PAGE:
Whenever referring to Edsall, I feel obligated to include the qualifier that, although he does some solid reporting and has for years, his analysis has an aggravating liberal-concern-troll aspect that has irritated me since I read his Chain Reaction: The Impact of Race, Rights, and Taxes on American Politics (1991). He often analyses in terms that broadly agree with conservative talking points of the moment, thought phrased in a way to imply that he's a liberal who views his results sorrowfully. After having seen his arguments so often tending that way, I'm tempted to read that even into his conclusion in this piece:
Elite anxiety over entitlement-driven budget deficits and accumulating national debt has created a powerful class in the nation’s capital. The agenda of this class is in many respects on a collision course with mounting demands for action by those lower down the ladder to address the threat to government social insurance programs. Intransigent opposition by the better off and their representatives to raising the necessary revenue means that not only Social Security and Medicare face a budgetary ax.But however Edsall himself regards the value of that outcome, he is correct in describing the strong pressures to cut benefits on Social Security and Medicare and other programs that benefit others than only the super-rich. Pressures actively encouraged right now by Medicare opponent Barack Obama.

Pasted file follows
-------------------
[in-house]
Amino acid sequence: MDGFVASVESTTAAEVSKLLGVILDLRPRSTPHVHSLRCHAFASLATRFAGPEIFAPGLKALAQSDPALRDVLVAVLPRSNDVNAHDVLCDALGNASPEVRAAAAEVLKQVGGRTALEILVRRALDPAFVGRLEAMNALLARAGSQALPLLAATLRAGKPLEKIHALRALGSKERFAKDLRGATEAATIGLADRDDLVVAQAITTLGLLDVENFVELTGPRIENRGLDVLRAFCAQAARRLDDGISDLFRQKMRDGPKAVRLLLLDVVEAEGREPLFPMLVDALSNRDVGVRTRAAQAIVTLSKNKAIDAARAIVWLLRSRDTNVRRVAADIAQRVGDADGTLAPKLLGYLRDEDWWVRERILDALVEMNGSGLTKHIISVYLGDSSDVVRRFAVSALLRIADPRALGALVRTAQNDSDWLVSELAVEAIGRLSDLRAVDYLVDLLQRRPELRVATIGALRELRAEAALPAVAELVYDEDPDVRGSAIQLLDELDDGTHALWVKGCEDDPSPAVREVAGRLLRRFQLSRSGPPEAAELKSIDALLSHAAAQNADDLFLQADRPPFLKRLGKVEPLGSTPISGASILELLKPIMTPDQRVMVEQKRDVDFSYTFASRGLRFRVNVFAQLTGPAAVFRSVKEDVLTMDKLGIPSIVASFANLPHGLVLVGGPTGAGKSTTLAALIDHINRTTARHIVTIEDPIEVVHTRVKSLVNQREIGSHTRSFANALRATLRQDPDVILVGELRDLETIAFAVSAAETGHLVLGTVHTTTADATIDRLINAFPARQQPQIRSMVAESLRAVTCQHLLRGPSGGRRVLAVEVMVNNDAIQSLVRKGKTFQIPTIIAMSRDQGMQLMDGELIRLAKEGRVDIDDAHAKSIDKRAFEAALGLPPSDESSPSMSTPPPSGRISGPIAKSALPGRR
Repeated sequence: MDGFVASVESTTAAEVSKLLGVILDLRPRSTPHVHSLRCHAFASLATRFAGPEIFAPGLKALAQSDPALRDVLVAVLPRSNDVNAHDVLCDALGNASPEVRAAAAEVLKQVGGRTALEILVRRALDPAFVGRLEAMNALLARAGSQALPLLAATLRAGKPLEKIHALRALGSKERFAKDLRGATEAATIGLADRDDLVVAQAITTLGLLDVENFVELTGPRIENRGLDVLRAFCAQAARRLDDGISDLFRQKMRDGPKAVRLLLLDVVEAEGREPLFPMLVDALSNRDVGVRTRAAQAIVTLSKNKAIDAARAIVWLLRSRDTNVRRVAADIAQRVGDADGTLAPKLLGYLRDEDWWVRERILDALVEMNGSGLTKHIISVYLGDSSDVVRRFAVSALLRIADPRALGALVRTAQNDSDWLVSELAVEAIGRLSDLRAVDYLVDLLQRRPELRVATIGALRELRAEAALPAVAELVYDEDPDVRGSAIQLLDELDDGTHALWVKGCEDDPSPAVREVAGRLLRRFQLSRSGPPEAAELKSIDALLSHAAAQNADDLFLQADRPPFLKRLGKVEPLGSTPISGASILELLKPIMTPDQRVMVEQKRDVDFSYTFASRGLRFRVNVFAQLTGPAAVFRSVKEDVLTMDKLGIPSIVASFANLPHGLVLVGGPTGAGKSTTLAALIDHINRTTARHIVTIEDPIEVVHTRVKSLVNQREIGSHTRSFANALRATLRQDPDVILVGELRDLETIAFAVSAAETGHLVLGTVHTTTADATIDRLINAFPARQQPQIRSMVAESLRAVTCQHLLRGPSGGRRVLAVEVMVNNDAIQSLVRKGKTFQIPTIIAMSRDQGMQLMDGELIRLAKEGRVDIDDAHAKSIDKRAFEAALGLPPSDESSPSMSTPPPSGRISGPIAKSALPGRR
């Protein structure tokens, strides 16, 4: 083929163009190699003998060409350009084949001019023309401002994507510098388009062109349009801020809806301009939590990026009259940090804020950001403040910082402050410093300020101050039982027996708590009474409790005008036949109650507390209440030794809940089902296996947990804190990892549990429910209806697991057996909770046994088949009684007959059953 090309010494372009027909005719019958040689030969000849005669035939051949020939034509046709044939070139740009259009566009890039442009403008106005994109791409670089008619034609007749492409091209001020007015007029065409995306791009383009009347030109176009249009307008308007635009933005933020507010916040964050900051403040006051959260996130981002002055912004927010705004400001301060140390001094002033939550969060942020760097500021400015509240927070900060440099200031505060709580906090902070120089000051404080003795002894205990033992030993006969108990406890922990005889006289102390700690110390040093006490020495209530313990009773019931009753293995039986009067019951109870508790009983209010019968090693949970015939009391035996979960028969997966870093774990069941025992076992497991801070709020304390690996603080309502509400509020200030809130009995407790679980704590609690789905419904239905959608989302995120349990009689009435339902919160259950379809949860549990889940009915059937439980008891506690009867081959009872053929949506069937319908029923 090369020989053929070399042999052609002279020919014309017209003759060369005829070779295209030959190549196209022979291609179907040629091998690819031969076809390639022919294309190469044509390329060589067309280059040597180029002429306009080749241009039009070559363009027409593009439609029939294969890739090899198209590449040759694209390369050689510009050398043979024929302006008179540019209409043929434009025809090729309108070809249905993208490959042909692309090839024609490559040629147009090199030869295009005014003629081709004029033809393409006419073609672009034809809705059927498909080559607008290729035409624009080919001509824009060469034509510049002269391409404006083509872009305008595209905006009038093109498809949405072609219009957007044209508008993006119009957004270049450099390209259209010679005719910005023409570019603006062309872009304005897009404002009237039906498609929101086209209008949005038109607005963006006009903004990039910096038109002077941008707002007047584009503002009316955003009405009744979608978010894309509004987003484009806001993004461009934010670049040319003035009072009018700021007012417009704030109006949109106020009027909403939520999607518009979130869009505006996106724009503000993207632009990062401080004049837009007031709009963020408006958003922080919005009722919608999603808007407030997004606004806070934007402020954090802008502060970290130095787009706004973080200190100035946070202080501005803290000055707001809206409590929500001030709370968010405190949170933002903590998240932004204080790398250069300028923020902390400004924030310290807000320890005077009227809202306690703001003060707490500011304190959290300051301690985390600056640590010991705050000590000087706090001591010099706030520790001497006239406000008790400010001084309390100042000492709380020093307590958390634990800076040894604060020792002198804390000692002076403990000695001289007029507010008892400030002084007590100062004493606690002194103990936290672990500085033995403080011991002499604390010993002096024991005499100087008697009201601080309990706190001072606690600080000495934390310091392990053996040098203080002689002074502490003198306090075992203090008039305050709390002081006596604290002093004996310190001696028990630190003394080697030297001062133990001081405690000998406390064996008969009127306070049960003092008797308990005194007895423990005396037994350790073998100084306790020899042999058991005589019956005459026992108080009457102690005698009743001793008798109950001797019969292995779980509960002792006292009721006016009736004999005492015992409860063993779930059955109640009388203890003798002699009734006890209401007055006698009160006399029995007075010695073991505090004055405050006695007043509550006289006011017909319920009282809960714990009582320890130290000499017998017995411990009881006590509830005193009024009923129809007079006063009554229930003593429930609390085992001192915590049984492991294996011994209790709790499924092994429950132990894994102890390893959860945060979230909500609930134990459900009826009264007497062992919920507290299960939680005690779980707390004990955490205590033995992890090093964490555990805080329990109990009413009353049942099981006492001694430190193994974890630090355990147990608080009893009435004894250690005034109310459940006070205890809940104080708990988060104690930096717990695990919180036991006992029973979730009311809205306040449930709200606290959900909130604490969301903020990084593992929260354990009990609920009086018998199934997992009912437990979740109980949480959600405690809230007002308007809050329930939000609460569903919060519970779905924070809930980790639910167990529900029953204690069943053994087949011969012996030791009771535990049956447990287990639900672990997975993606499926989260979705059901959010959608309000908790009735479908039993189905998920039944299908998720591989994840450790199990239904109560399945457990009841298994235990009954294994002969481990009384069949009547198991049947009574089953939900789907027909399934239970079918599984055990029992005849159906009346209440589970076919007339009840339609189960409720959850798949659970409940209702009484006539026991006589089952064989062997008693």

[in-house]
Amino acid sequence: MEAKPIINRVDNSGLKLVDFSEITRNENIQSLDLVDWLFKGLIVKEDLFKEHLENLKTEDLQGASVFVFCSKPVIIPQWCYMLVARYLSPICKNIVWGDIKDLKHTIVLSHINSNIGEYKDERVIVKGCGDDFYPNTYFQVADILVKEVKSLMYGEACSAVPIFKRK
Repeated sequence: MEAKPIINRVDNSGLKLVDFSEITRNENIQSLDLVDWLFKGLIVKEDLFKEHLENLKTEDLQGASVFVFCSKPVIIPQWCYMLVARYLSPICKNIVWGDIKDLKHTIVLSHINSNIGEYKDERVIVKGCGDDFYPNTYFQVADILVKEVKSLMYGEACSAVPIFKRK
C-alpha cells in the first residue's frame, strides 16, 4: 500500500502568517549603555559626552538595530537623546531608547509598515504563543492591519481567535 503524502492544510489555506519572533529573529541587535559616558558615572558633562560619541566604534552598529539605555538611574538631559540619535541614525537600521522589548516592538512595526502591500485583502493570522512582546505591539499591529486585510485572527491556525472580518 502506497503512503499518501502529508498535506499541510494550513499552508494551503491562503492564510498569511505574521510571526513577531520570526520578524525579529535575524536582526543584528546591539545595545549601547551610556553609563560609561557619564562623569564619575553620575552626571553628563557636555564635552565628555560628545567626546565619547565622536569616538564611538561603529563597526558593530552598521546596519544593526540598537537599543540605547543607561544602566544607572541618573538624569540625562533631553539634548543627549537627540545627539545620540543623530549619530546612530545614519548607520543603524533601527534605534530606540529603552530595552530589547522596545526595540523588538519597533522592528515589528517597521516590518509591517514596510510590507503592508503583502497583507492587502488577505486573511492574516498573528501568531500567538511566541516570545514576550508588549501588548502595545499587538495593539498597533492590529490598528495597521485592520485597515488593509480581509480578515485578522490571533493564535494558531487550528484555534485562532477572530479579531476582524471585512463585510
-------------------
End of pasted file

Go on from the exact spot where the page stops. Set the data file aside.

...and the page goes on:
Among the additional likely casualties: WIC, which provides free nutrition for women, infants and children; long-term and emergency unemployment compensation benefits; low-income housing vouchers; vaccines for poor children; schooling for children with disabilities; special education; preschool programs; child care for disadvantaged and vulnerable children; after-school programs; treatment of the mentally ill; and meals for sick and homebound seniors.
This conflict could not have come at a more difficult time: the United States is in the midst of a zero sum struggle requiring politicians to pick losers, not winners. The population of those over 65 is set to multiply, with longevity steadily increasing even as median annual household income for the population at large has shrunk to $51,584 in January 2013 from $54,000 in 2008.